These are men who will freely admit their degenerate and sinful past. But listening to testimonies of their old very sinful pasts is the sweetest testimony you may hear, spoken by the gentlest of voices because they now come forth from the lips of pastors, church workers, preachers and seminary students. As Benjun sang a few stanzas that night we witnessed the personification of “Amazing Grace – how sweet the sound – that saved a wretch like me”.

Giving testimonies of salvation can be somewhat challenging for some because we are uncomfortable in bringing to the forefront our past misdeeds, our cruel ways and our depraved nature. But the men from HOH tell of their “terrible and sin filled” past almost with glee and excitement as though to show how far the Hand of God has reached out to pick them up, all broken and hurt from the abyss of their hopelessness, to be cradled, loved and healed by the Almighty, the Powerful and the Holy God. For those who are in the deepest place of their misery, this is what we can learn from them.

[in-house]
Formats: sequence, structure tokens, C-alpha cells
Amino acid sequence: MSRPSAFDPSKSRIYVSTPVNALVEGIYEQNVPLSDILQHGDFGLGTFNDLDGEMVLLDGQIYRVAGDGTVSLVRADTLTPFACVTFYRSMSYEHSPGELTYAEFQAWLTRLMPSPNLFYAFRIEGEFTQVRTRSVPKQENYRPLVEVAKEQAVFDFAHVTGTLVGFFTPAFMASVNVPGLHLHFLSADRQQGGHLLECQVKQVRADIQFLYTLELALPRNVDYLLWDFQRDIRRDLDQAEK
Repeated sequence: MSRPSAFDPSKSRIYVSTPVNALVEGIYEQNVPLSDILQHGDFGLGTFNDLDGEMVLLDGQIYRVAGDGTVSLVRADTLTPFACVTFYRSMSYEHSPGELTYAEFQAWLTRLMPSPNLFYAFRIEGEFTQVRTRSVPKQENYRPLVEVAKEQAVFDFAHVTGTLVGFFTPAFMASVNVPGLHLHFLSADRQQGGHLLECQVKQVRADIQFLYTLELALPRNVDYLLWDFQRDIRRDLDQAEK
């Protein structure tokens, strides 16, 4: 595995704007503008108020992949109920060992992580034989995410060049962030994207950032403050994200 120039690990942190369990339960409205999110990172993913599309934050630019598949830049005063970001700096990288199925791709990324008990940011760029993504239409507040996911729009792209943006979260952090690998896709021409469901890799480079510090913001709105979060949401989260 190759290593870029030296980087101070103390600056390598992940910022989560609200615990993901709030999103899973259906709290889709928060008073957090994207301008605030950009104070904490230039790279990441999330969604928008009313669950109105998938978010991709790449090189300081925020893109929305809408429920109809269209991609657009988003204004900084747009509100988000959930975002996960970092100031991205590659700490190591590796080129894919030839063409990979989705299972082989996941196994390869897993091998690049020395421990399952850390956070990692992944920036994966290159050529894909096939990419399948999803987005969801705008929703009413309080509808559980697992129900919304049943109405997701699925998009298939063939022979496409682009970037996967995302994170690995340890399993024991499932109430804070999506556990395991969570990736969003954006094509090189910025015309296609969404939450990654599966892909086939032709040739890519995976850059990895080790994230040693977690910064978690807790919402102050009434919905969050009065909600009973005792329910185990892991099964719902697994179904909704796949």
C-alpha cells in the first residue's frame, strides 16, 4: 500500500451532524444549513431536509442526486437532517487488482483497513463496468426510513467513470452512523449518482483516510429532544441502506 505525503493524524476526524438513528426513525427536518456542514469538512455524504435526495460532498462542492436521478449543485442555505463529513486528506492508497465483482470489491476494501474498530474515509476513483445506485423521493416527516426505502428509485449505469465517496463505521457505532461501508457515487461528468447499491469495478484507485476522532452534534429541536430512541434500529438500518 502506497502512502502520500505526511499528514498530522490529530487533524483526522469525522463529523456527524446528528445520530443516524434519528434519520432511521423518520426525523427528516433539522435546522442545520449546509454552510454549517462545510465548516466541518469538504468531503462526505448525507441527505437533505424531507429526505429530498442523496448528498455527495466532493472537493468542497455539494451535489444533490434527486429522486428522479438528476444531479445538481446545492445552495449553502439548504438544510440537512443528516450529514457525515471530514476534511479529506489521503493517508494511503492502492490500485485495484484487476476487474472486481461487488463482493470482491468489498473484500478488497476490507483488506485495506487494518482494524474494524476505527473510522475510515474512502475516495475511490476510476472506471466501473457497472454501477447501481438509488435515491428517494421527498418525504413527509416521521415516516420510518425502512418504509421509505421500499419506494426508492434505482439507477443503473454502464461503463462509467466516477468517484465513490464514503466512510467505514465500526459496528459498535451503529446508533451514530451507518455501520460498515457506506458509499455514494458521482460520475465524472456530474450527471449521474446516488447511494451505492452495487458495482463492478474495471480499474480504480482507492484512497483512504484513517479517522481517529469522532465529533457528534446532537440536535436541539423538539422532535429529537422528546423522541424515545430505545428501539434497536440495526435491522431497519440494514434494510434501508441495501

HOH testimonies are always about their sinfulness and God’s grace. As you fellowship with them you will seldom, if ever, hear from their mouths, proclamations of gentleness, compassion and claims of their great Christian family example. If you spend some time with them you may learn one important lesson from these HOH men - that we need to have a humble spirit lest we start to believe that we are the lesser sinners. We learn that we must never tell others of the greatness of our exemplary Christian character and spirituality because the more that is said, the more cringe worthy the speech becomes and the more deeply the roots of spiritual elitism have anchored our souls. Always remember the text “But to him that worketh not, but believeth on him that justifieth the ungodly, his faith is counted for righteousness.” Romans 4:5. Lest we ever think that salvation is for “good Christian characters” and that God’s grace is apportioned more for the righteous, then remember that God takes on that Divine noun “Him that justifieth the ungodly”.